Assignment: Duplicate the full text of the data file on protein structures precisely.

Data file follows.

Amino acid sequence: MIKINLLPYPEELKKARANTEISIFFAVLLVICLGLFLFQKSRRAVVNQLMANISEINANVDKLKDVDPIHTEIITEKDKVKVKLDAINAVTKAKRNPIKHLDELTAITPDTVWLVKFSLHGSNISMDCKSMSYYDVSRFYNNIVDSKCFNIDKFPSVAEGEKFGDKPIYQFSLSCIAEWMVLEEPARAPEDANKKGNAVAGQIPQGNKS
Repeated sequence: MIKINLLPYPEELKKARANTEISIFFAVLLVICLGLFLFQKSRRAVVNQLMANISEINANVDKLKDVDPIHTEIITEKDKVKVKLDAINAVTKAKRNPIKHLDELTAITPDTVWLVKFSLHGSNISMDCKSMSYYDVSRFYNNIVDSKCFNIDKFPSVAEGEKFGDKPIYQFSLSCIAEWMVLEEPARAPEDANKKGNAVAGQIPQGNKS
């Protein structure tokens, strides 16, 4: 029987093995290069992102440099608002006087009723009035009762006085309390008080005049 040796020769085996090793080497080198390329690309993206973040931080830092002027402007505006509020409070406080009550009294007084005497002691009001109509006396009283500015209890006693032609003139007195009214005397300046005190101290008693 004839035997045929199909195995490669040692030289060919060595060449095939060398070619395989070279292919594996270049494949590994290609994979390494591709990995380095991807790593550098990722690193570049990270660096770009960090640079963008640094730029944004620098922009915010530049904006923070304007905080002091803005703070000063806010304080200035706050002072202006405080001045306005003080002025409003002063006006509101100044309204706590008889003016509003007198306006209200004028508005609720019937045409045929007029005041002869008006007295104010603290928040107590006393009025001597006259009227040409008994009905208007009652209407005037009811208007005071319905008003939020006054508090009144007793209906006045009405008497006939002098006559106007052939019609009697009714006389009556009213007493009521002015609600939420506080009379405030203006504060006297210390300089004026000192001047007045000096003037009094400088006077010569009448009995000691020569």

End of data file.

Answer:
Amino acid sequence: MIKINLLPYPEELKKARANTEISIFFAVLLVICLGLFLFQKSRRAVVNQLMANISEINANVDKLKDVDPIHTEIITEKDKVKVKLDAINAVTKAKRNPIKHLDELTAITPDTVWLVKFSLHGSNISMDCKSMSYYDVSRFYNNIVDSKCFNIDKFPSVAEGEKFGDKPIYQFSLSCIAEWMVLEEPARAPEDANKKGNAVAGQIPQGNKS
Repeated sequence: MIKINLLPYPEELKKARANTEISIFFAVLLVICLGLFLFQKSRRAVVNQLMANISEINANVDKLKDVDPIHTEIITEKDKVKVKLDAINAVTKAKRNPIKHLDELTAITPDTVWLVKFSLHGSNISMDCKSMSYYDVSRFYNNIVDSKCFNIDKFPSVAEGEKFGDKPIYQFSLSCIAEWMVLEEPARAPEDANKKGNAVAGQIPQGNKS
């Protein structure tokens, strides 16, 4: 029987093995290069992102440099608002006087009723009035009762006085309390008080005049 040796020769085996090793080497080198390329690309993206973040931080830092002027402007505006509020409070406080009550009294007084005497002691009001109509006396009283500015209890006693032609003139007195009214005397300046005190101290008693 004839035997045929199909195995490669040692030289060919060595060449095939060398070619395989070279292919594996270049494949590994290609994979390494591709990995380095991807790593550098990722690193570049990270660096770009960090640079963008640094730029944004620098922009915010530049904006923070304007905080002091803005703070000063806010304080200035706050002072202006405080001045306005003080002025409003002063006006509101100044309204706590008889003016509003007198306006209200004028508005609720019937045409045929007029005041002869008006007295104010603290928040107590006393009025001597006259009227040409008994009905208007009652209407005037009811208007005071319905008003939020006054508090009144007793209906006045009405008497006939002098006559106007052939019609009697009714006389009556009213007493009521002015609600939420506080009379405030203006504060006297210390300089004026000192001047007045000096003037009094400088006077010569009448009995000691020569």